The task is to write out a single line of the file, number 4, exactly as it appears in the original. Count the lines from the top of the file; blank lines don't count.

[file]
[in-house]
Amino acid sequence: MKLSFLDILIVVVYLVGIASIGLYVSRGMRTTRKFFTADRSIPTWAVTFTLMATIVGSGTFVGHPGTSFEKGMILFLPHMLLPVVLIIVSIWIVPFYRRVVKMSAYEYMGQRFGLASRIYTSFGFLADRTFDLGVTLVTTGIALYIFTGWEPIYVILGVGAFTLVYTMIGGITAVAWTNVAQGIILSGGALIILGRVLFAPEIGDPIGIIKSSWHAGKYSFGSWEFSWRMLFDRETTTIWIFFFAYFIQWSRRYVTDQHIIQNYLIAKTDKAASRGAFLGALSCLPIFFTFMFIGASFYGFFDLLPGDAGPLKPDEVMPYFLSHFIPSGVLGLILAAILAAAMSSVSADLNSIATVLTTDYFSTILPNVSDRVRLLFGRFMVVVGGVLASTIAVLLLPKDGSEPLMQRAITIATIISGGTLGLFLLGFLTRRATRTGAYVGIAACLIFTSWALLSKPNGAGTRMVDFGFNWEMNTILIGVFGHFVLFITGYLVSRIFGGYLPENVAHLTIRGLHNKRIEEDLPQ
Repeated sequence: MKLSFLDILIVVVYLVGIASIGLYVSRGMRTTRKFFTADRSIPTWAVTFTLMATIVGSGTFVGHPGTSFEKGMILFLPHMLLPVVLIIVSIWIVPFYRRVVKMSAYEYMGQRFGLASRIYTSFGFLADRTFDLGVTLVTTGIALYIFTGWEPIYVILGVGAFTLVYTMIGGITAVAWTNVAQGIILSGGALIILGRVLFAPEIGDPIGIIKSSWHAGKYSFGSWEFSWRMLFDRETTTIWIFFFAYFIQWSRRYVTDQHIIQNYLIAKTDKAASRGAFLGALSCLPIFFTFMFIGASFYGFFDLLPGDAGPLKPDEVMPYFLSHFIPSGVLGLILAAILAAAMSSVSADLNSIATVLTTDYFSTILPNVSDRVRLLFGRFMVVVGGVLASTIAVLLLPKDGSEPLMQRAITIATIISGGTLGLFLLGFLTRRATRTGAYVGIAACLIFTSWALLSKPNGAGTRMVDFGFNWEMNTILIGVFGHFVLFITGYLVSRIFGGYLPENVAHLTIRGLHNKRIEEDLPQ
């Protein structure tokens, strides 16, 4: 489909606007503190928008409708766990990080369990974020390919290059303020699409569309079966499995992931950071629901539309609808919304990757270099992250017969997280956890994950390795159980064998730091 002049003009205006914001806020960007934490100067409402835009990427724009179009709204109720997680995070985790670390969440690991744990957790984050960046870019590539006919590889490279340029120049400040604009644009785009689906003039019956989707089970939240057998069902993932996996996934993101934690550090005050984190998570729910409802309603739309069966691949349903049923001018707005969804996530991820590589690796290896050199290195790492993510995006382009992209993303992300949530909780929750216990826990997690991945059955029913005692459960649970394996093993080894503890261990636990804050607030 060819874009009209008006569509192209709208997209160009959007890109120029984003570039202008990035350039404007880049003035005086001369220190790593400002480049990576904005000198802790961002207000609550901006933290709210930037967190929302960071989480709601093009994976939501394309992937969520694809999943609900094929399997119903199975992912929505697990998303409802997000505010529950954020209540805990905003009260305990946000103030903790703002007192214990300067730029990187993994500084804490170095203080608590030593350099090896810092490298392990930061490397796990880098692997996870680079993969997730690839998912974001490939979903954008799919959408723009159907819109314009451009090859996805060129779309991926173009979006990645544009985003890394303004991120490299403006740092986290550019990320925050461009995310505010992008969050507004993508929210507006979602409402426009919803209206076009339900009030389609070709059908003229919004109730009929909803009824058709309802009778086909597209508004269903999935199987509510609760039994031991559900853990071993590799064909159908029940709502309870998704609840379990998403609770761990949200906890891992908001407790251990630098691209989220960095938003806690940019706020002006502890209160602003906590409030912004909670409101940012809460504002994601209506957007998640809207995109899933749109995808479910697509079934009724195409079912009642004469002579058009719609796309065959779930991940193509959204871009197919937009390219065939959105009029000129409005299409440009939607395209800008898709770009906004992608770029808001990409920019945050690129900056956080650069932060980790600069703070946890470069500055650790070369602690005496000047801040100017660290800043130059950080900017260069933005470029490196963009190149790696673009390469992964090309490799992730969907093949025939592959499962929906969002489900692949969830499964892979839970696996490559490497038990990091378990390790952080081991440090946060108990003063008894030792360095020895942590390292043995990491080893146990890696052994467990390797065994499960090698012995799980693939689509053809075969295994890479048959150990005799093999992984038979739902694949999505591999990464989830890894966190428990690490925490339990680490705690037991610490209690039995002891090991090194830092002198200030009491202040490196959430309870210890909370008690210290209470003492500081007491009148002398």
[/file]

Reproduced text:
């Protein structure tokens, strides 16, 4: 489909606007503190928008409708766990990080369990974020390919290059303020699409569309079966499995992931950071629901539309609808919304990757270099992250017969997280956890994950390795159980064998730091 002049003009205006914001806020960007934490100067409402835009990427724009179009709204109720997680995070985790670390969440690991744990957790984050960046870019590539006919590889490279340029120049400040604009644009785009689906003039019956989707089970939240057998069902993932996996996934993101934690550090005050984190998570729910409802309603739309069966691949349903049923001018707005969804996530991820590589690796290896050199290195790492993510995006382009992209993303992300949530909780929750216990826990997690991945059955029913005692459960649970394996093993080894503890261990636990804050607030 060819874009009209008006569509192209709208997209160009959007890109120029984003570039202008990035350039404007880049003035005086001369220190790593400002480049990576904005000198802790961002207000609550901006933290709210930037967190929302960071989480709601093009994976939501394309992937969520694809999943609900094929399997119903199975992912929505697990998303409802997000505010529950954020209540805990905003009260305990946000103030903790703002007192214990300067730029990187993994500084804490170095203080608590030593350099090896810092490298392990930061490397796990880098692997996870680079993969997730690839998912974001490939979903954008799919959408723009159907819109314009451009090859996805060129779309991926173009979006990645544009985003890394303004991120490299403006740092986290550019990320925050461009995310505010992008969050507004993508929210507006979602409402426009919803209206076009339900009030389609070709059908003229919004109730009929909803009824058709309802009778086909597209508004269903999935199987509510609760039994031991559900853990071993590799064909159908029940709502309870998704609840379990998403609770761990949200906890891992908001407790251990630098691209989220960095938003806690940019706020002006502890209160602003906590409030912004909670409101940012809460504002994601209506957007998640809207995109899933749109995808479910697509079934009724195409079912009642004469002579058009719609796309065959779930991940193509959204871009197919937009390219065939959105009029000129409005299409440009939607395209800008898709770009906004992608770029808001990409920019945050690129900056956080650069932060980790600069703070946890470069500055650790070369602690005496000047801040100017660290800043130059950080900017260069933005470029490196963009190149790696673009390469992964090309490799992730969907093949025939592959499962929906969002489900692949969830499964892979839970696996490559490497038990990091378990390790952080081991440090946060108990003063008894030792360095020895942590390292043995990491080893146990890696052994467990390797065994499960090698012995799980693939689509053809075969295994890479048959150990005799093999992984038979739902694949999505591999990464989830890894966190428990690490925490339990680490705690037991610490209690039995002891090991090194830092002198200030009491202040490196959430309870210890909370008690210290209470003492500081007491009148002398």